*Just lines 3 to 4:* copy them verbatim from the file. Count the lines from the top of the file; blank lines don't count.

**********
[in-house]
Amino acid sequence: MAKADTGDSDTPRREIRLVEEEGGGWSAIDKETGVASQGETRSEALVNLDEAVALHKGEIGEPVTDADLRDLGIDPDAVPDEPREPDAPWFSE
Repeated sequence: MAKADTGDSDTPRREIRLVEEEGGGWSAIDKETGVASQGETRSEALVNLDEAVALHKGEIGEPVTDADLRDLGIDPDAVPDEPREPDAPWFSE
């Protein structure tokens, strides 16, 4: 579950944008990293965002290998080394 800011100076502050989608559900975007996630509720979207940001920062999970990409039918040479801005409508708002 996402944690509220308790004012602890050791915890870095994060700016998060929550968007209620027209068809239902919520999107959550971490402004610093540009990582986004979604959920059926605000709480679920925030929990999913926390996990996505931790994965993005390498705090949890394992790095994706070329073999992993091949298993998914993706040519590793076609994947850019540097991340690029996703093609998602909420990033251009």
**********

Repeated sequence: MAKADTGDSDTPRREIRLVEEEGGGWSAIDKETGVASQGETRSEALVNLDEAVALHKGEIGEPVTDADLRDLGIDPDAVPDEPREPDAPWFSE
């Protein structure tokens, strides 16, 4: 579950944008990293965002290998080394 800011100076502050989608559900975007996630509720979207940001920062999970990409039918040479801005409508708002 996402944690509220308790004012602890050791915890870095994060700016998060929550968007209620027209068809239902919520999107959550971490402004610093540009990582986004979604959920059926605000709480679920925030929990999913926390996990996505931790994965993005390498705090949890394992790095994706070329073999992993091949298993998914993706040519590793076609994947850019540097991340690029996703093609998602909420990033251009």